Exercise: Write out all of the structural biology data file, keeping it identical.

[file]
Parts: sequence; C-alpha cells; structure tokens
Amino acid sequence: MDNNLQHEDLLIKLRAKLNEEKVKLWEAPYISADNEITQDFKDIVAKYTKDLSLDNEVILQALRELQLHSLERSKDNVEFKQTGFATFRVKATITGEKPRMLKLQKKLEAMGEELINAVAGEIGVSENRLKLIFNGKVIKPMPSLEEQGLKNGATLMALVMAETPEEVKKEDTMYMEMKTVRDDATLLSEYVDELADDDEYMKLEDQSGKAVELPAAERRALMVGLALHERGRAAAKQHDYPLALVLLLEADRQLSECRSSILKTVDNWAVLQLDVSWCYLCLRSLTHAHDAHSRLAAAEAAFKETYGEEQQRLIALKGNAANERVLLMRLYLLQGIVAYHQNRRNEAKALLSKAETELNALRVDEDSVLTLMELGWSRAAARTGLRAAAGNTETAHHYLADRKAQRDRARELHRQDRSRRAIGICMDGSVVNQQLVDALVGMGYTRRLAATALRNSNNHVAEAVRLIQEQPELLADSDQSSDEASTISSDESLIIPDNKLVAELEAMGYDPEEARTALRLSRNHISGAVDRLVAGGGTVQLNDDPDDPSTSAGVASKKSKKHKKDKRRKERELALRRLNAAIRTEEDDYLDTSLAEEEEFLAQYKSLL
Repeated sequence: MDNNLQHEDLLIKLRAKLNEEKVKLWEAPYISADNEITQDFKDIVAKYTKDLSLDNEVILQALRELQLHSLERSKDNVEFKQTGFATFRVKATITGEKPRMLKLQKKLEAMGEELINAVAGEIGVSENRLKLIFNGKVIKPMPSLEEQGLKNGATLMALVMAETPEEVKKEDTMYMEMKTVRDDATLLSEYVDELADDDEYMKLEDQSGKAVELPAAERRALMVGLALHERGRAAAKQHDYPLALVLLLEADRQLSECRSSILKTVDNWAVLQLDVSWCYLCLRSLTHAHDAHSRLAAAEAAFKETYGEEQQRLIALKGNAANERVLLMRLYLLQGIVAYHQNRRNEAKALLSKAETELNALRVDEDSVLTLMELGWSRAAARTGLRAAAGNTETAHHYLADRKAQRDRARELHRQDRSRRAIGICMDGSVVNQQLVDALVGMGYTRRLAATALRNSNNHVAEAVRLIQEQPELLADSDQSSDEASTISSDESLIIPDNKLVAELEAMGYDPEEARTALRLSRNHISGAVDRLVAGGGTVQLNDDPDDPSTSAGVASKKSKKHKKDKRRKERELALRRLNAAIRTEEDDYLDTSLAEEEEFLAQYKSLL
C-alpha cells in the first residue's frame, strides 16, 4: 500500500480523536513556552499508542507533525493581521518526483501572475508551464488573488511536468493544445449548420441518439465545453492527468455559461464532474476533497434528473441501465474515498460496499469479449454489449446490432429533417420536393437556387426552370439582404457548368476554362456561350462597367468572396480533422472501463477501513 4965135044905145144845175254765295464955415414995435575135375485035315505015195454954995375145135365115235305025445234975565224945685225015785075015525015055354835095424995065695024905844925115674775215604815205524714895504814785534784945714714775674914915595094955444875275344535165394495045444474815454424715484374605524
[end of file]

Parts: sequence; C-alpha cells; structure tokens
Amino acid sequence: MDNNLQHEDLLIKLRAKLNEEKVKLWEAPYISADNEITQDFKDIVAKYTKDLSLDNEVILQALRELQLHSLERSKDNVEFKQTGFATFRVKATITGEKPRMLKLQKKLEAMGEELINAVAGEIGVSENRLKLIFNGKVIKPMPSLEEQGLKNGATLMALVMAETPEEVKKEDTMYMEMKTVRDDATLLSEYVDELADDDEYMKLEDQSGKAVELPAAERRALMVGLALHERGRAAAKQHDYPLALVLLLEADRQLSECRSSILKTVDNWAVLQLDVSWCYLCLRSLTHAHDAHSRLAAAEAAFKETYGEEQQRLIALKGNAANERVLLMRLYLLQGIVAYHQNRRNEAKALLSKAETELNALRVDEDSVLTLMELGWSRAAARTGLRAAAGNTETAHHYLADRKAQRDRARELHRQDRSRRAIGICMDGSVVNQQLVDALVGMGYTRRLAATALRNSNNHVAEAVRLIQEQPELLADSDQSSDEASTISSDESLIIPDNKLVAELEAMGYDPEEARTALRLSRNHISGAVDRLVAGGGTVQLNDDPDDPSTSAGVASKKSKKHKKDKRRKERELALRRLNAAIRTEEDDYLDTSLAEEEEFLAQYKSLL
Repeated sequence: MDNNLQHEDLLIKLRAKLNEEKVKLWEAPYISADNEITQDFKDIVAKYTKDLSLDNEVILQALRELQLHSLERSKDNVEFKQTGFATFRVKATITGEKPRMLKLQKKLEAMGEELINAVAGEIGVSENRLKLIFNGKVIKPMPSLEEQGLKNGATLMALVMAETPEEVKKEDTMYMEMKTVRDDATLLSEYVDELADDDEYMKLEDQSGKAVELPAAERRALMVGLALHERGRAAAKQHDYPLALVLLLEADRQLSECRSSILKTVDNWAVLQLDVSWCYLCLRSLTHAHDAHSRLAAAEAAFKETYGEEQQRLIALKGNAANERVLLMRLYLLQGIVAYHQNRRNEAKALLSKAETELNALRVDEDSVLTLMELGWSRAAARTGLRAAAGNTETAHHYLADRKAQRDRARELHRQDRSRRAIGICMDGSVVNQQLVDALVGMGYTRRLAATALRNSNNHVAEAVRLIQEQPELLADSDQSSDEASTISSDESLIIPDNKLVAELEAMGYDPEEARTALRLSRNHISGAVDRLVAGGGTVQLNDDPDDPSTSAGVASKKSKKHKKDKRRKERELALRRLNAAIRTEEDDYLDTSLAEEEEFLAQYKSLL
C-alpha cells in the first residue's frame, strides 16, 4: 500500500480523536513556552499508542507533525493581521518526483501572475508551464488573488511536468493544445449548420441518439465545453492527468455559461464532474476533497434528473441501465474515498460496499469479449454489449446490432429533417420536393437556387426552370439582404457548368476554362456561350462597367468572396480533422472501463477501513 4965135044905145144845175254765295464955415414995435575135375485035315505015195454954995375145135365115235305025445234975565224945685225015785075015525015055354835095424995065695024905844925115674775215604815205524714895504814785534784945714714775674914915595094955444875275344535165394495045444474815454424715484374605524